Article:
Chiefly under the spotlight will be the Electric Reliability Council of Texas (ERCOT), the non-profit that has become nearly synonymous with last week’s turmoil.
ERCOT is tasked with overseeing the state’s grid and its associated electricity market. The council analogizes itself to an air traffic controller — facilitating commerce and monitoring the security of the process.
Its website states, “As the independent system operator for the region, ERCOT schedules power on an electric grid that connects more than 46,500 miles of transmission lines and 680+ generation units. It also performs financial settlement for the competitive wholesale bulk-power market and administers retail switching for nearly 8 million premises in competitive choice areas.”
ERCOT charges a small fee per kilowatt of electricity traded on its market from generator to utility.
The board of directors appoints employees to oversee the day-to-day operations of the organization. ERCOT’s current president and chief executive officer is Bill Magness, who has held the position since 2016 and previously served as its general counsel.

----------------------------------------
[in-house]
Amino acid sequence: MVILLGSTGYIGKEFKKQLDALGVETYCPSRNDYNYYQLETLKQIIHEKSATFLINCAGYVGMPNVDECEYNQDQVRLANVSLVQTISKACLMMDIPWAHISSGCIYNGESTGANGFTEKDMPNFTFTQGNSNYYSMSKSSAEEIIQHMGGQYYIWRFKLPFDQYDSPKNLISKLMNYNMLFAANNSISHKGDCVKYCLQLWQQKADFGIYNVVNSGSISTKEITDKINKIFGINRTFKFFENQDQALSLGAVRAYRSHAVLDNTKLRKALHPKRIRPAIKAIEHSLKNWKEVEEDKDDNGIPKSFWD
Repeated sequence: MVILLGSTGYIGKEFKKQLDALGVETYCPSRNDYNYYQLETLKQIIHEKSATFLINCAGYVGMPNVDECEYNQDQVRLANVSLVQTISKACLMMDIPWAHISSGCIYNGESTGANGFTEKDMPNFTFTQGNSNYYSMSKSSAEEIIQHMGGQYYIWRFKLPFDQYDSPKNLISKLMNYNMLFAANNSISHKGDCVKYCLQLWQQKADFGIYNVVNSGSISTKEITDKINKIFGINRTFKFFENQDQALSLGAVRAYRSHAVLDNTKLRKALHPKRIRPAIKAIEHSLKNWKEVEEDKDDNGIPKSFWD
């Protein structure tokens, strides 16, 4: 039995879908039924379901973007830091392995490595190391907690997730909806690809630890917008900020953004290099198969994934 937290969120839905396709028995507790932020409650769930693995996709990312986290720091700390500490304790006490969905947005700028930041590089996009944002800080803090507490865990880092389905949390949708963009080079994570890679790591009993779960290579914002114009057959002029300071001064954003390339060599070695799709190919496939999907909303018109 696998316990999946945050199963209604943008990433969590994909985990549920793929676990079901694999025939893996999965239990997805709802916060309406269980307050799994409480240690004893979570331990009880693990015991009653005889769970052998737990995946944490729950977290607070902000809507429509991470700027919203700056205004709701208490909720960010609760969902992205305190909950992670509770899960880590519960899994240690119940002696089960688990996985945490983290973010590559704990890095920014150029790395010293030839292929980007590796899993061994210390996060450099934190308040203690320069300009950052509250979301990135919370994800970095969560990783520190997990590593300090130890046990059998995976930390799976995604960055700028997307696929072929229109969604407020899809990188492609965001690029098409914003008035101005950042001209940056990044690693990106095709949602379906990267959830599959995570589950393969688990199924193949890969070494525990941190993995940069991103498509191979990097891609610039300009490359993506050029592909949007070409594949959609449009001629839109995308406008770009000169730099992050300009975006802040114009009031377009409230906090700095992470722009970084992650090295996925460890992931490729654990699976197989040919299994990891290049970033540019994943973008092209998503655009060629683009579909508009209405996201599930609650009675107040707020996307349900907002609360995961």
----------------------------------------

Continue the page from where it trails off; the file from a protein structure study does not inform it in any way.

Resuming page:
Directly supervising ERCOT is the Public Utility Commission (PUC) which appoints members to the board. The PUC is governed by the Texas legislature, but its commissioners are appointed by the governor and must be confirmed by the Senate.
Each of the three commissioners — DeAnn Walker, Arthur D’Andrea, and Shelly Botkin — was appointed by Governor Greg Abbott. All three were unanimously confirmed by the Senate in 2019.
Below the ERCOT board is the Technical Advisory Committee which oversees various subcommittees, corrals advice from each, and makes recommendations to the board for actions or policies.
About 90 percent of Texas’ electricity infrastructure falls under ERCOT’s purview.
See the organizational chart ERCOT uses below.